Abstract 17512: Toll-Like Receptor 4 Dependent Macrophage Activation is Critical in Spinal Cord Ischemia-Reperfusion Injury
Background Paraplegia continues to complicate complex thoracoabdominal aortic interventions. The elusive mechanism of this spinal cord ischemia-reperfusion injury has delayed the development of pharmacological adjuncts. Microglia, the resident macrophages of the CNS, can have pathologic responses following a variety of insults. This can occur through Toll-Like Receptor 4 (TLR-4) in stroke models. We hypothesize that spinal cord ischemia-reperfusion (IR) injury following aortic occlusion results from TLR-4 mediated microglial activation in mice.
Methods Isolated microglia from C57BL/6 mice were subjected oxygen and glucose deprivations (OGD) for 24 hours, after which the expression of TLR-4 analyzed via immunoblotting. TLR-4 mutant and wild type mice underwent aortic occlusion for 5 min followed by 60 hours of reperfusion. Spinal cords were removed for histological analysis. Microglial activation was assessed at 12 hours following aortic occlusion using IBA-1 stain for activated microglia. TNF-α production was quantified 6 hours following IR or sham surgery by ELISA.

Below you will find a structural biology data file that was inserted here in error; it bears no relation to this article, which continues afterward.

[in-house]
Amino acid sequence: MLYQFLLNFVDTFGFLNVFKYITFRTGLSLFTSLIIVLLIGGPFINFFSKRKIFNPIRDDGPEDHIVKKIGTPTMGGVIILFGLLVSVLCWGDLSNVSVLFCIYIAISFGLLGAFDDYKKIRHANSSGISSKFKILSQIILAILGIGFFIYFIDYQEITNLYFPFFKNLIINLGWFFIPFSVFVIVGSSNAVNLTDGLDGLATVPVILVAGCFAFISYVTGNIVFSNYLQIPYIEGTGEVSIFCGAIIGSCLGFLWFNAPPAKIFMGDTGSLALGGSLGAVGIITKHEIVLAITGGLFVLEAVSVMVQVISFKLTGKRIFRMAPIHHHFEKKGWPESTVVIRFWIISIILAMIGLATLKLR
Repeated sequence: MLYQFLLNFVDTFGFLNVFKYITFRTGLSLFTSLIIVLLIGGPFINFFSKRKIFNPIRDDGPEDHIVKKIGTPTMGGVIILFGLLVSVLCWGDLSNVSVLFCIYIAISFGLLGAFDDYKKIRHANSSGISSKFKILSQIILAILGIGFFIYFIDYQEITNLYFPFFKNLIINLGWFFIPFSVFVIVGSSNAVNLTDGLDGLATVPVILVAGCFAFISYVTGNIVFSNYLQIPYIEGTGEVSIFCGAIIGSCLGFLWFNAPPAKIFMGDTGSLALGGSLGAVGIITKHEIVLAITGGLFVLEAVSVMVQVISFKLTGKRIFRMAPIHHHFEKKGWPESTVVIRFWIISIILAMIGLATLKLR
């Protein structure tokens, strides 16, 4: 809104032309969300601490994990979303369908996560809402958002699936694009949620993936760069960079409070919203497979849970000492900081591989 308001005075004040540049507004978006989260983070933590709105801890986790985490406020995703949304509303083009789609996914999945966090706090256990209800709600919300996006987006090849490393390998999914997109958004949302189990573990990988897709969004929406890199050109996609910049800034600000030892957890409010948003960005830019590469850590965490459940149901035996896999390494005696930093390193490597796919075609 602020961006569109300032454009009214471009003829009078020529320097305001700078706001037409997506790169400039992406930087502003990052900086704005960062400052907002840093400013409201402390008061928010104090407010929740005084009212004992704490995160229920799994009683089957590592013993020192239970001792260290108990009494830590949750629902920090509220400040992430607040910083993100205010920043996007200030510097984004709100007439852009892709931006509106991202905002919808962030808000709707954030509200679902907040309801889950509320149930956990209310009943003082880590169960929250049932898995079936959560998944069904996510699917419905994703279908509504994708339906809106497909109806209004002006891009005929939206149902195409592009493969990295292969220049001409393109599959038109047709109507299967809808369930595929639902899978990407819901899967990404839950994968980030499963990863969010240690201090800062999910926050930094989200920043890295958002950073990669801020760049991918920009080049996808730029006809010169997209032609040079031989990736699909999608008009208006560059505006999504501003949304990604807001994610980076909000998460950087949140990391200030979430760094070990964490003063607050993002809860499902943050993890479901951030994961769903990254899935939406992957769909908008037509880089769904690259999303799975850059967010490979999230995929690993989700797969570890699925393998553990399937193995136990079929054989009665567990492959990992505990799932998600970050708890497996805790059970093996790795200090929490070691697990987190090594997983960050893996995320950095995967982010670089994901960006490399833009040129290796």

Results Following OGD, there was a 28% increase in TLR-4 on microglial cells. Mice with functional TLR-4 receptors demonstrated significantly worse functional outcomes and neuronal viability following aortic occlusion (p<0.05). Additionally, wild-type mice showed significant increase in microglial activation and TNF-α production (p<0.05).
Conclusion These data demonstrate TLR-4 up-regulation occurs with microglial OGD. Furthermore, this finding correlates with significant neurotoxic effects in the spinal cord following IR. In conclusion, TLR-4 mediated activation of microglia in the spinal cord following IR injury is critical in the mechanism of paraplegia following aortic cross clamping, which may provide a target for pharmacological intervention.
- © 2012 by American Heart Association, Inc.